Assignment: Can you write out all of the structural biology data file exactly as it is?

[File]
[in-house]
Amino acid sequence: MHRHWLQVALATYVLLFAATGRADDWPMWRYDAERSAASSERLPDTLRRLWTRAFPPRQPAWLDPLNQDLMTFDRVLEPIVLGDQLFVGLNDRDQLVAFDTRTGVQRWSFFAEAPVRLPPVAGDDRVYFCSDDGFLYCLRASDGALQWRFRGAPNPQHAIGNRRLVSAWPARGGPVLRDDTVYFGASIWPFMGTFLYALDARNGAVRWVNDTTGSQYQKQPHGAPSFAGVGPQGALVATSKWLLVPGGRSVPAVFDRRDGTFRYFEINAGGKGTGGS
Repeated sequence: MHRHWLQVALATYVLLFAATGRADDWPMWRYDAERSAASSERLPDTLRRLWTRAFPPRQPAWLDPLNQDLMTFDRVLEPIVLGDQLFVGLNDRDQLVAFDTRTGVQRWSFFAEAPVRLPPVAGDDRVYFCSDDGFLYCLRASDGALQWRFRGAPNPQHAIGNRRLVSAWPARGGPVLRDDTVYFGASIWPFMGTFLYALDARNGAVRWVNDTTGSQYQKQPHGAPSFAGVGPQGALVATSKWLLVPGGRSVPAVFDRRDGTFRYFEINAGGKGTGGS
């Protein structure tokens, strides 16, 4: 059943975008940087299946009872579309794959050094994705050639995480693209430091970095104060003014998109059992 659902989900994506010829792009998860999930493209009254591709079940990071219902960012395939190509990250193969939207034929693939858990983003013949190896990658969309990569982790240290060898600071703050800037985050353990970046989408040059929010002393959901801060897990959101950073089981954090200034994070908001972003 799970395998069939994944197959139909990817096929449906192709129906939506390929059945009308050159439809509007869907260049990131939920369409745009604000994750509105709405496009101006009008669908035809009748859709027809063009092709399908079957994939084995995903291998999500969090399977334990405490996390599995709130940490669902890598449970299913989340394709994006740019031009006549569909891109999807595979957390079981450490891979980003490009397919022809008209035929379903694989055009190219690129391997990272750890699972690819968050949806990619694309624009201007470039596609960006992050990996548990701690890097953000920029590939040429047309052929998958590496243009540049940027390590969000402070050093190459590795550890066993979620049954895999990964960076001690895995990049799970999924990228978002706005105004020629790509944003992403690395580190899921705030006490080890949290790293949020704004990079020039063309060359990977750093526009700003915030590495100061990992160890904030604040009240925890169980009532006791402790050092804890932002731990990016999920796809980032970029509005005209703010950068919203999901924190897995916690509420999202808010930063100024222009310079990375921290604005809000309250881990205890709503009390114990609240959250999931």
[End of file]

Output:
[in-house]
Amino acid sequence: MHRHWLQVALATYVLLFAATGRADDWPMWRYDAERSAASSERLPDTLRRLWTRAFPPRQPAWLDPLNQDLMTFDRVLEPIVLGDQLFVGLNDRDQLVAFDTRTGVQRWSFFAEAPVRLPPVAGDDRVYFCSDDGFLYCLRASDGALQWRFRGAPNPQHAIGNRRLVSAWPARGGPVLRDDTVYFGASIWPFMGTFLYALDARNGAVRWVNDTTGSQYQKQPHGAPSFAGVGPQGALVATSKWLLVPGGRSVPAVFDRRDGTFRYFEINAGGKGTGGS
Repeated sequence: MHRHWLQVALATYVLLFAATGRADDWPMWRYDAERSAASSERLPDTLRRLWTRAFPPRQPAWLDPLNQDLMTFDRVLEPIVLGDQLFVGLNDRDQLVAFDTRTGVQRWSFFAEAPVRLPPVAGDDRVYFCSDDGFLYCLRASDGALQWRFRGAPNPQHAIGNRRLVSAWPARGGPVLRDDTVYFGASIWPFMGTFLYALDARNGAVRWVNDTTGSQYQKQPHGAPSFAGVGPQGALVATSKWLLVPGGRSVPAVFDRRDGTFRYFEINAGGKGTGGS
């Protein structure tokens, strides 16, 4: 059943975008940087299946009872579309794959050094994705050639995480693209430091970095104060003014998109059992 659902989900994506010829792009998860999930493209009254591709079940990071219902960012395939190509990250193969939207034929693939858990983003013949190896990658969309990569982790240290060898600071703050800037985050353990970046989408040059929010002393959901801060897990959101950073089981954090200034994070908001972003 799970395998069939994944197959139909990817096929449906192709129906939506390929059945009308050159439809509007869907260049990131939920369409745009604000994750509105709405496009101006009008669908035809009748859709027809063009092709399908079957994939084995995903291998999500969090399977334990405490996390599995709130940490669902890598449970299913989340394709994006740019031009006549569909891109999807595979957390079981450490891979980003490009397919022809008209035929379903694989055009190219690129391997990272750890699972690819968050949806990619694309624009201007470039596609960006992050990996548990701690890097953000920029590939040429047309052929998958590496243009540049940027390590969000402070050093190459590795550890066993979620049954895999990964960076001690895995990049799970999924990228978002706005105004020629790509944003992403690395580190899921705030006490080890949290790293949020704004990079020039063309060359990977750093526009700003915030590495100061990992160890904030604040009240925890169980009532006791402790050092804890932002731990990016999920796809980032970029509005005209703010950068919203999901924190897995916690509420999202808010930063100024222009310079990375921290604005809000309250881990205890709503009390114990609240959250999931």